Willows (Salix) look great grown as pollards. Let a single stem grow to about 5 ft (1.5 m) tall, and prune so ?that new growth develops at the top, creating a head of colorful young stems.
When to Start: Late winter or early spring
At Their Best: Winter
Time to Complete: 1 hour
When the leaves fall in autumn, neaten the plant by pruning out weak and damaged stems, and remove any shoots from the main trunk.
Before new growth appears in spring, use clippers to cut back every stem to one or two buds. Use a pruning saw to remove larger material.
The shrub will look strange after pruning but don’t panic; it will quickly regrow. Give it an annual feed of all-purpose granular fertilizer, worked into the soil around the base of the plant. Use the cut stems to support peren-nials in spring and summer.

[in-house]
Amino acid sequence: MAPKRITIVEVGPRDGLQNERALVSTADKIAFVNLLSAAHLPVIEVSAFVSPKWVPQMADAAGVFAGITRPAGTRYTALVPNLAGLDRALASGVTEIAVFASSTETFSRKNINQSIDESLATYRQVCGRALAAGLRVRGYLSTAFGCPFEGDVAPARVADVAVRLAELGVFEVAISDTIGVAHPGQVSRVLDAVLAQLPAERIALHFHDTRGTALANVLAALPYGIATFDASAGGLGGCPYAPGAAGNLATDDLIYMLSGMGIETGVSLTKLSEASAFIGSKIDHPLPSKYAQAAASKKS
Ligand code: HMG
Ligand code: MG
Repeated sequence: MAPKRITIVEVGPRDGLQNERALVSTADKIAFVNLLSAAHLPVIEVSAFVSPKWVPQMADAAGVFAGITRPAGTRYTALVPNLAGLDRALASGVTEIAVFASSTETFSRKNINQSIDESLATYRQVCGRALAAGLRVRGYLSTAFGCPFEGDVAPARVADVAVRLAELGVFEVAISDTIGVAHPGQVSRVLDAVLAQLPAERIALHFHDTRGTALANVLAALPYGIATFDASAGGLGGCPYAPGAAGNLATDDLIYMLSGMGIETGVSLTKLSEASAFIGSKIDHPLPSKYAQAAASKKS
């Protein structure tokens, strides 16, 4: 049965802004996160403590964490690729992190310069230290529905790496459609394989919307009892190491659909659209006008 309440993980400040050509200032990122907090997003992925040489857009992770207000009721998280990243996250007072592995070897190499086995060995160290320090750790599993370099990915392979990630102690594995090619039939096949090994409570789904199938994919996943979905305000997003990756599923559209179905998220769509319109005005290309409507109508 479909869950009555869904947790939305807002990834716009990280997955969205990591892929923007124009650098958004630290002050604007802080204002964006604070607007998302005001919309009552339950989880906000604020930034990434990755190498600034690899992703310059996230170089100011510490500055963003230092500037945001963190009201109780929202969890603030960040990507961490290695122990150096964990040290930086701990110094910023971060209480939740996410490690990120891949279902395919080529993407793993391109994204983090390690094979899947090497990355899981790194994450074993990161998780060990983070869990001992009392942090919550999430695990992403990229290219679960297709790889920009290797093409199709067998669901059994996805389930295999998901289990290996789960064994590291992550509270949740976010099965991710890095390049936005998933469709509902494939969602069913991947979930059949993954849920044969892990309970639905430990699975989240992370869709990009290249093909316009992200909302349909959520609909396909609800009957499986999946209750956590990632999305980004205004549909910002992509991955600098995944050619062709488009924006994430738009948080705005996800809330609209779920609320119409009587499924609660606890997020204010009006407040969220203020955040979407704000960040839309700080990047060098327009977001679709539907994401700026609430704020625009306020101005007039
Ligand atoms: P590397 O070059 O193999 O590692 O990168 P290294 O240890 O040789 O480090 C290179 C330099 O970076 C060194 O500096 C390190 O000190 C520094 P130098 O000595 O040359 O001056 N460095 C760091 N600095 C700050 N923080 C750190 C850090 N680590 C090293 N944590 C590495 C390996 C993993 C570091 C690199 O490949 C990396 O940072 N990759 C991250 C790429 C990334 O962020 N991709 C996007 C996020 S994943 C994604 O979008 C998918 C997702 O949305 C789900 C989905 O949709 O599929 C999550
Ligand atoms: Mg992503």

Dogwoods (Cornus species) are grown for their bare winter stems, which can be green, red, orange, or bright yellow. The youngest growth is the most vibrant, so prune them almost to the ground every year to encourage new stems.
In late winter or early spring, prune dogwoods back by cutting all stems to one or two buds above the ground. Use clippers for the thinner stems, and shears or a pruning saw for larger ones.
New stems will grow from the top buds left behind. If there are several buds, remove those facing into the center of the plant by rubbing them off with your fingers. This prevents the new stems from becoming too congested, which will weaken their winter display.
Instead of pruning your dogwoods entirely ?to the ground, you can prune out every third stem. The plant will look less scalped through the summer, although the winter show will not be as dramatic as a result.
Excerpted from How to Grow Practically Everything
© Dorling Kindersley Limited 2010